Hard Hat Tour: The View of 500 Walnut
There’s luxury high-rise living, and then there’s luxury high-rise living.
The first kind offers you space where the builder has done the heavy lifting and lets you outfit it from a range of high-end accoutrements; you can supply the interior designer to give it some of your own personality.
Tom Scannapieco specializes in the second kind, the kind where you shape the entire space from the layout to the details to suit your desires. This style of development has redefined the upper end of the luxury market in Philadelphia, and last Thursday, he explained how he raised the bar to a group of architects in town for the American Institute of Architects convention, who also got to see his latest ultra-luxury project as it rises from the ground.
Scannapieco, architect Cecil Baker and members of the project team explained the economic, marketing, engineering and design challenges they succeeded in overcoming to make Scannapieco’s second nosebleed-end development, 500 Walnut, a reality.
Scannapieco, whose company is based in New Hope, explained that his projects target “the very top of the Philadelphia community” with one-of-a-kind living spaces. His first project that targeted this market was Waterview, a 28-unit condominium in New Hope that set records for sale price per square foot in Bucks County.
After that, he turned his gaze towards the city. Here, he said, his projects target “a buyer who is moving down from a very large house and is looking for a high-quality place with less maintenance.” In other words, a well-heeled Baby Boomer who is ready to give up the estate for the city life.
His first Philadelphia building, 1706 Rittenhouse Square, established the formula he is following at 500 Walnut: Create the personality and uniqueness of a private estate in a high-rise multi-unit building. “We customize the units, and that’s unusual for a high-rise in Philadelphia,” he said. “Other developers limit options for their units because of union construction costs, but we’ve figured out how to do it.”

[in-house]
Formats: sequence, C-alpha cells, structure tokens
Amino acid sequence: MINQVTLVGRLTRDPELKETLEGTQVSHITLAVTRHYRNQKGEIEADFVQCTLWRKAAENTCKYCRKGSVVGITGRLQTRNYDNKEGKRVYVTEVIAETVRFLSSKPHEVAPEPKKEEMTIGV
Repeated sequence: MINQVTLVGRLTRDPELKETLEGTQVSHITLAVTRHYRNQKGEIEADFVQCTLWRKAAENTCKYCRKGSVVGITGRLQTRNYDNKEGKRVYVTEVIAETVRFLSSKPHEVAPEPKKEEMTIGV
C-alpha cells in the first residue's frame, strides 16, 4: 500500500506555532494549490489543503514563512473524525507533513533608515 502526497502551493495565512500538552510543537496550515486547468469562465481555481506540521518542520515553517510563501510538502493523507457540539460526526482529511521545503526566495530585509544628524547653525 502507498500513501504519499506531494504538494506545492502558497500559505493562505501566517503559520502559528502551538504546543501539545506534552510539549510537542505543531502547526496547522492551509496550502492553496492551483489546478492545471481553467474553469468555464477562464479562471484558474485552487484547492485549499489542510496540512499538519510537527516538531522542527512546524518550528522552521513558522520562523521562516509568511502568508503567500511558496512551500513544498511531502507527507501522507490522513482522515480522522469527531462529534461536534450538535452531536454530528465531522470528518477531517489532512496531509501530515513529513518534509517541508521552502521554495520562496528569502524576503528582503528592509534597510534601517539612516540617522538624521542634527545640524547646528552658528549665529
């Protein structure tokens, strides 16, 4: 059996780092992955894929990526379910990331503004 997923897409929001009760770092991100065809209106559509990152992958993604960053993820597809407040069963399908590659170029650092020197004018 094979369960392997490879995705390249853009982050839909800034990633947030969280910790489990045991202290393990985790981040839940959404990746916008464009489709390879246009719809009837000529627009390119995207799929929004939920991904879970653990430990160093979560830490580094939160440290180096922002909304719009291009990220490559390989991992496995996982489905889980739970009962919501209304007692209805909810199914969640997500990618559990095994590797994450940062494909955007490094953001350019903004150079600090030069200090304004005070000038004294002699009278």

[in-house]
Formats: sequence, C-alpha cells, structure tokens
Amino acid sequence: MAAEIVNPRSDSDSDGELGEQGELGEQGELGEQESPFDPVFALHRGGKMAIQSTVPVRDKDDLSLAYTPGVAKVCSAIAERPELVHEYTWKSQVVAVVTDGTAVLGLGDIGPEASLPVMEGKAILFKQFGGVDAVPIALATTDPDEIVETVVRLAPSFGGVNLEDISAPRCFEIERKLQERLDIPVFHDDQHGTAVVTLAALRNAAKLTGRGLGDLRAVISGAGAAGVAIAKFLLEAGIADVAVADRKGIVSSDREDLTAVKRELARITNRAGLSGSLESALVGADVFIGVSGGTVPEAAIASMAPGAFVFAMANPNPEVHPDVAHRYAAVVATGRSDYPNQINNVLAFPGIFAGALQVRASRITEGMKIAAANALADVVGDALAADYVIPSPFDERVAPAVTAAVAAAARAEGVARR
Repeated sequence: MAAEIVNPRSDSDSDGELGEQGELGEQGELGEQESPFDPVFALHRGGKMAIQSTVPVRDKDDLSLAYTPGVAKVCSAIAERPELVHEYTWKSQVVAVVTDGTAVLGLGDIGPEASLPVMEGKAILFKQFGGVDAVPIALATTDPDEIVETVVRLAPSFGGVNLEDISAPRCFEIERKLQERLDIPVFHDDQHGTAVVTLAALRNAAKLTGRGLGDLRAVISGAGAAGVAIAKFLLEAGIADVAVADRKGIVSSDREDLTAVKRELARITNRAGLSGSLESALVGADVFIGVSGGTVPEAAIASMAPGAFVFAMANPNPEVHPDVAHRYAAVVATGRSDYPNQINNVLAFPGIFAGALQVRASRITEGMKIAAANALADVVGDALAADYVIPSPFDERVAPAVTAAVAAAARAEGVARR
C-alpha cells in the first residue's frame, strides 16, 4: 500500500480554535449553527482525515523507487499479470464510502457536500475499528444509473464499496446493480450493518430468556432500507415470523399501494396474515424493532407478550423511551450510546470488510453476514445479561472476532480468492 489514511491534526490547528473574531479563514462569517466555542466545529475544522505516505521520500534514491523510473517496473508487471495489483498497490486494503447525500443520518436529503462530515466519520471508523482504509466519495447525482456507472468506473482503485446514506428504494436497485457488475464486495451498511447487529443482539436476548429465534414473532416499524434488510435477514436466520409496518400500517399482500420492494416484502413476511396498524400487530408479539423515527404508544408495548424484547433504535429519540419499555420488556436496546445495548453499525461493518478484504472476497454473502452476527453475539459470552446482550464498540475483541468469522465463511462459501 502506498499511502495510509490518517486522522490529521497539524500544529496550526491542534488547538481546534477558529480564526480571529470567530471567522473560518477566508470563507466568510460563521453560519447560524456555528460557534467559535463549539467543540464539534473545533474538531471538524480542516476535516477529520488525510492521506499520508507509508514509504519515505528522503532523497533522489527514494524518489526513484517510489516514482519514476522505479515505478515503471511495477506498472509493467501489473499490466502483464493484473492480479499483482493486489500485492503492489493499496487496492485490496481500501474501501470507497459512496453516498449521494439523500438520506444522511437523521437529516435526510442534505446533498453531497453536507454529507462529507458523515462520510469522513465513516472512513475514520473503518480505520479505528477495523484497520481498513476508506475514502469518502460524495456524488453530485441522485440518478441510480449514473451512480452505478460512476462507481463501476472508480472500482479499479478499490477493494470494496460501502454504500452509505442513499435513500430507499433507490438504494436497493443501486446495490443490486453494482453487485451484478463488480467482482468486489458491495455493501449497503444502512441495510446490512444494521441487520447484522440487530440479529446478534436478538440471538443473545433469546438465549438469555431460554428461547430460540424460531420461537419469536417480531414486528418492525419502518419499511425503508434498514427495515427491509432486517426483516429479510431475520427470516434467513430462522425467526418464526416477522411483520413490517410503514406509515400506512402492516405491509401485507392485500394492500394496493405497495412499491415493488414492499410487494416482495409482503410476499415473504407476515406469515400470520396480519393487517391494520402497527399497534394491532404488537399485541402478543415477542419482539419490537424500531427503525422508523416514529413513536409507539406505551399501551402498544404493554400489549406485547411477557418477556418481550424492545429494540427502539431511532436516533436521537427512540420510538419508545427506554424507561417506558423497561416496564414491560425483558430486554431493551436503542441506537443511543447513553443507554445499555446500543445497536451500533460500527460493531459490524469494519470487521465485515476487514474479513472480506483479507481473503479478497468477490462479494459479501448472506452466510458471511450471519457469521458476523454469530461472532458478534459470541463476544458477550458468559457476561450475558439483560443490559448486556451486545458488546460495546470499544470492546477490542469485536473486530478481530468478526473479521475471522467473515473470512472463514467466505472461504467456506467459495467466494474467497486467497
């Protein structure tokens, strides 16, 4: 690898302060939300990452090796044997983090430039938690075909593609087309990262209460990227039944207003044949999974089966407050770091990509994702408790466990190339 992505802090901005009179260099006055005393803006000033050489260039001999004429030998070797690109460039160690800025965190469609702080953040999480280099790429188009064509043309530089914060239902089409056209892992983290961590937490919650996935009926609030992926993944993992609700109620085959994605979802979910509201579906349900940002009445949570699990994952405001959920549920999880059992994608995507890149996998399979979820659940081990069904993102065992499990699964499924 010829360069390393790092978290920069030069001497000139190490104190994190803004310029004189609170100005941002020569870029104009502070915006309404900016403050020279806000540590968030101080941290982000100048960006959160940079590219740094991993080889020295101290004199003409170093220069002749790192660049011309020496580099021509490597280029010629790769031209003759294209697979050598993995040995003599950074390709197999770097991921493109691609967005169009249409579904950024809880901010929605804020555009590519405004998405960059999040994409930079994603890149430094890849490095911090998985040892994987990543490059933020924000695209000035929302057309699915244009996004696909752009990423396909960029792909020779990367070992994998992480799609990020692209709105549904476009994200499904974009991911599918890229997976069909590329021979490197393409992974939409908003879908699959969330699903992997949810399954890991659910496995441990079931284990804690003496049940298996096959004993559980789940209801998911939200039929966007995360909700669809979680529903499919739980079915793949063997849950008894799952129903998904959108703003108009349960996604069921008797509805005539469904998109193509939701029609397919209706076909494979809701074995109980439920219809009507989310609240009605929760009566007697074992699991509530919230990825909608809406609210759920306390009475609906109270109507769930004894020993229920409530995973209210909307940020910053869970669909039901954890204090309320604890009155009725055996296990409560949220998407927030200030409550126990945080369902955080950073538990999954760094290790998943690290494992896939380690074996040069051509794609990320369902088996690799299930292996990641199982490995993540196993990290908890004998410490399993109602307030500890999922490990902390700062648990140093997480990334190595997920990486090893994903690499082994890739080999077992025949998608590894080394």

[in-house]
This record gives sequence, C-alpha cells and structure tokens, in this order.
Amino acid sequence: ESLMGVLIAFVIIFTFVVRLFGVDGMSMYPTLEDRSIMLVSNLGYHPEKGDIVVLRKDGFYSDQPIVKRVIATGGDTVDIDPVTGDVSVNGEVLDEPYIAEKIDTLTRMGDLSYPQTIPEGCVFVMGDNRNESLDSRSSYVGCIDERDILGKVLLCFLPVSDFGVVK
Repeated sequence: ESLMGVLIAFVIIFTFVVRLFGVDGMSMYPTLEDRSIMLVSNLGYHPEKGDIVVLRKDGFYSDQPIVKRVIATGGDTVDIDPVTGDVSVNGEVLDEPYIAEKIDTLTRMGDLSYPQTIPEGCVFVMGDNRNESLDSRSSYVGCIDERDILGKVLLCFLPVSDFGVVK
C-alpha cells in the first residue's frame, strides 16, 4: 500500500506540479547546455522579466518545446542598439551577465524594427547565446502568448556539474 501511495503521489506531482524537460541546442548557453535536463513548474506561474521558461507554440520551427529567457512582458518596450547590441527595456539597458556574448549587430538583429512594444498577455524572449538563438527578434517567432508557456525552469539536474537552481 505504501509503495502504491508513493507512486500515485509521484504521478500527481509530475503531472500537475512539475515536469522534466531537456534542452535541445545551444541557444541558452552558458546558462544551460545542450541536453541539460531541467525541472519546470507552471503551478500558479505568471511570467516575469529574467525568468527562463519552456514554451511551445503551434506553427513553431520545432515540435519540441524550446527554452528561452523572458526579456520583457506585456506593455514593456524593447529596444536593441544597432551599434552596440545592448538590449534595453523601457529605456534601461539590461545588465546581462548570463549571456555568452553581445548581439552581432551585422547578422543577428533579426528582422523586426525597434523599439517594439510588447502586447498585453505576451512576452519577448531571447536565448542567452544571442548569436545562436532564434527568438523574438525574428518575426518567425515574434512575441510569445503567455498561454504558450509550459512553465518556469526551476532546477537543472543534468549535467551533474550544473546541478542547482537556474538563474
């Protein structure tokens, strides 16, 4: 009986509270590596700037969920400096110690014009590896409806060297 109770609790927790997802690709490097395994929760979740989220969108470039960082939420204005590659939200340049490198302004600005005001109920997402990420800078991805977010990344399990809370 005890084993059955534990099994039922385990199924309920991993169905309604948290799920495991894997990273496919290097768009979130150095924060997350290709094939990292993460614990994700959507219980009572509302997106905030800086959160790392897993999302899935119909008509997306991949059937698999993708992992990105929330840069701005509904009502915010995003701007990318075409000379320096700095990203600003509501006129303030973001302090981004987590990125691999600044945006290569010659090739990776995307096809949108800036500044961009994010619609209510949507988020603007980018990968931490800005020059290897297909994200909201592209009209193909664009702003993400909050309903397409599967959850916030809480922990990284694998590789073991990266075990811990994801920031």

And at 500 Walnut, he’s doing it on a much more constrained site, as Baker explained. “We felt a tall building should be at 500 Walnut,” he said, “but the zoning forbade a tall building right at the corner because of National Park Service concerns.” The NPS was already unhappy with the backdrop of high-rise office buildings behind Independence Hall, and when it built a new visitor center for Independence National Historical Park that would also house the Liberty Bell, it placed the bell so that it was in the only spot with no tall building in the viewshed behind the hall. This, Baker said, “caused the laser of history to carve off a corner of the building” and push the tower back from Walnut Street to the building’s south side. The constraints of the site also allowed for the creation of a three-story podium and an amenity level on the fourth floor, features 1706 Rittenhouse lacks.
Then there was making sure the building could be fully customizable and still stand up. Cope Linder Architects discovered that a steel frame was ill suited for this purpose at 1706 Rittenhouse, so Baker knew from the start that concrete was the way to go. But to get the column-free floorplates he needed, he poured it on thick: 13 inches thick, in the case of the floors.
Baker was himself a developer before he became an architect, so he knew Scannapieco’s language as well. “The economics of this building drove the architecture,” he said. For instance, thanks to that required view corridor, each unit has a large balcony at its northwest corner that offers a view of Independence Hall. While Baker said that “you shudder as an architect” when you learn you need to design a building with large terraces because “you can’t control what goes on them,” he also knew that the view of the hall would sell the units.
Cecil Baker + Partners partner Eric Leighton said the column-free interior spaces were essential. “Using concrete columns [around the perimeter] and thicker slabs removed the interior columns, allowed for cantilevers”— those balconies — “and allowed for floor-to-ceiling windows.”
But while Baker designed the envelope, it’s the buyers who will design its contents. Rod Werner, director of planning and project manager at Scannapieco Development, described 500 Walnut as “one building, 39 projects.” (There are a total of 38 units in the building, but some buyers have purchased two units and combined them, bringing the total down to 35 as of now.) Baker himself noted that his firm is designing only one or two of the units that have been sold thus far. The others, he said, “are surprisingly traditional, but that’s Philadelphia.”
After the presentation, the group got a view of the construction from above courtesy Urban Engineers, which also provided the conference room where the presentation took place. Then it was down to ground level for a hard hat tour at one remove: because the lower floors are currently under construction, the group could not enter the actual site.
Because of the building’s location and height, Leighton explained, cement for the pillars and floors has to be hauled up in buckets, a time-consuming process. But Scannapieco will be able to get premium prices for his units — the condos sell for anywhere from $1,100 to $1,800 per square foot — so he can afford the extra expense.
That price, by the way, should set yet another record for selling price per square foot. But, as Baker noted, it also means that Scannapieco has to get the most out of every square foot.
[Updated 8:55 p.m. with corrected figures on sale price per square foot.]